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Thread: Turning drawer pulls

  1. #1
    Join Date
    Apr 2009
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    Turning drawer pulls

    I pulled a 1790's Sheraton dresser down from the loft last week to restore for sale and didn't realize there were no pulls. I checked another Sheraton I have close to the same period to match up pulls. After no being able to locate any I decided to turn 2 top drawer [small] and 8 lower drawer large. This is the most finicky turns I've ever done. I have 1 small done and 4 large done and have busted just as many. Seems like cherry likes to bust allot. But they are looking period.

  2. #2
    Join Date
    Nov 2006
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    Mountain Home, Arkansas
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    Congratulations on your perseverence.
    But, there are many, even most, old pulls, and whatevers, available as reproductions.
    VanDykes is one of the biggest, but there are others.
    http://www.vandykes.com/

    Otherwise, good luck with the turning. I'm working on some finials right now. The actual turning part isn't hard (I'm using mahagony, thanks, Tod) but getting identical is.

  3. #3
    Are you talking about Knobs?

    I tried making a bunch, a while back, you are right, Unless you are used to making bottle stopper and such you send more to knob heaven than you make, but after a while they catch on. I use a small faceplate with a piece of sacrifice wood attached . Through it I center a screw similar to the one I will attach the knob. Using the correct pilot hole I screw a small chunk and using smaller tools and high speeds, you can turn out a few good matches. The sacrifice piece allows you to come in close to the back side w/o damage to the tool.

    I have a couple of similar period pieces and the knobs are attached through Dowels these need a small chuck to complete or turn as the screw on knobs but drill out for a dowel. One of my Chests has a split dowel with a wedge to secure to the drawer (don't know if it was original or "Repaired" along it life.)

    Both are Shaker Originals (Shaker made Shaker style furniture, I was raised within 3 miles of a Shaker Village)

    Also, as Frank mentioned, I have always been satisfied with VanDykes Restorers, they will send you a great catalog if you order on line, Buy something and they will fill your mailbox with great wish books and ideas. ( I also buy from Vandykes Taxidermy and am a satisfied customer.)

    No connection here, just satisfied...

  4. #4
    Join Date
    Feb 2007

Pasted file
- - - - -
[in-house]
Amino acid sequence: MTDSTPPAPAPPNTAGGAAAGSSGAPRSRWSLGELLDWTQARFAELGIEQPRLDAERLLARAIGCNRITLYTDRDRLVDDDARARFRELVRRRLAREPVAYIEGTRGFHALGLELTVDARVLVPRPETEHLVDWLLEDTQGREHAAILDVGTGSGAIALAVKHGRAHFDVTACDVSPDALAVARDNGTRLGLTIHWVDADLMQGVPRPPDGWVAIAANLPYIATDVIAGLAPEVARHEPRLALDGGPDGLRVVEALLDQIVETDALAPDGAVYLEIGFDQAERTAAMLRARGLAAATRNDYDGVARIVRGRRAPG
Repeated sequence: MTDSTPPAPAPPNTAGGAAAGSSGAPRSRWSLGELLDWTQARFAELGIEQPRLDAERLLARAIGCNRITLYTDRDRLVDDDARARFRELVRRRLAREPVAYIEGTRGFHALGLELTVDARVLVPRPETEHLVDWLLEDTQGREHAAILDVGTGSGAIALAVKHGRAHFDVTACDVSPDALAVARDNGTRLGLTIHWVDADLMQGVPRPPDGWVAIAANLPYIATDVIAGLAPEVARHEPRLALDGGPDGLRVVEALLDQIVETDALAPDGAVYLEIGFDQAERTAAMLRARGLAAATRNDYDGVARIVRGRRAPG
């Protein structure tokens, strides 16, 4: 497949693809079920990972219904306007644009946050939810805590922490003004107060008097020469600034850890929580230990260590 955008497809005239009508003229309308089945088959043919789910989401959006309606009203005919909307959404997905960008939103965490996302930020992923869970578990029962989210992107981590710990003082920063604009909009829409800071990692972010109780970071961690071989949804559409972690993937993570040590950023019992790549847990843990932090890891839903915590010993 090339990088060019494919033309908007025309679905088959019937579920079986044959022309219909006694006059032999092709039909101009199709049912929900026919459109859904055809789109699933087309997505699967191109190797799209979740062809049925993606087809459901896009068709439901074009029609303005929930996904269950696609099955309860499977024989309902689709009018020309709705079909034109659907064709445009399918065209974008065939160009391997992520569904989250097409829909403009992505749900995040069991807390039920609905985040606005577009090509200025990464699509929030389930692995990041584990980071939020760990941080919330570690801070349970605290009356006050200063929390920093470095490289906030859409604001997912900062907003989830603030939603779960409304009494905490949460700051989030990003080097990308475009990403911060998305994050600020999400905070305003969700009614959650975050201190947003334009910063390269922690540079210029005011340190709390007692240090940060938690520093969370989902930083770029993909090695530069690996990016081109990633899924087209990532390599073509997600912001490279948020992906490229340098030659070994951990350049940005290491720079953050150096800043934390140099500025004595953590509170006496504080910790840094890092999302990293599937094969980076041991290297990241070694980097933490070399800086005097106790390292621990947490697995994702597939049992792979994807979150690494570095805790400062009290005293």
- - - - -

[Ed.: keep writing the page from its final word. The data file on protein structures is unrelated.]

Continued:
Location
    North West Indiana
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    6,101
    Dave I use a drill chuck from an old floor drill press (mt #2). So I turn a square piece round between centers, mark and do a lot of the prep (angle, back dowel, etc) then put it in the drill chuck and between the tailstock, cut it loose from the front end so I can bring my tool rest around and finish it up, do all my sanding and for some even friction polish only. Then cut it loose or almost loose and then go to the bandsaw. Works good for me this way. Tap your drill chuck in with a mallet of some type to "seat" it in. To stop it from working out or wanting to walk out, I do the back side cuts on the pull while the tailstock is being used.
    Jon

    God and family, the rest is icing on the cake. I'm so far behind, I think I'm in first place!

    Host of the 2015 FAMILY WOODWORKING GATHERING

  5. #5
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    I figured this out through trail and era, Using the old Shop Smith which has an attachment for such things. I cut the blocks, sanded off the square edges , that helped allot towards reducing the breakage and I sharpened the 2 chisels which I found did all the work. I could have bought the repro's but I needed a certain diameter for the base plus the look. Here is the Dresser, I have a little repair to do on the top.
    Attached Thumbnails Attached Thumbnails CIMG0051.JPG   CIMG0047.JPG   CIMG0048.JPG   CIMG0049.JPG   CIMG0050.JPG  

    CIMG0052.JPG   CIMG0053.JPG   CIMG0054.JPG  

  6. #6
    Join Date
    Nov 2006
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    OK, glad you figured out a technique and it worked for you.
    Of course, there is the added satisfaction of doing it for yerself.

  7. #7
    Join Date
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    North West Indiana
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    Bang up job!!!! It is very satisfying to turn them yourself isn't it?!!!
    Jon

    God and family, the rest is icing on the cake. I'm so far behind, I think I'm in first place!

    Host of the 2015 FAMILY WOODWORKING GATHERING

  8. #8
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    Apr 2009
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    Sure is Jon, after the initial trail era only 4 were broken and I finished up the remained 5 with no breakage. Now to finish the dresser with a hand finish.

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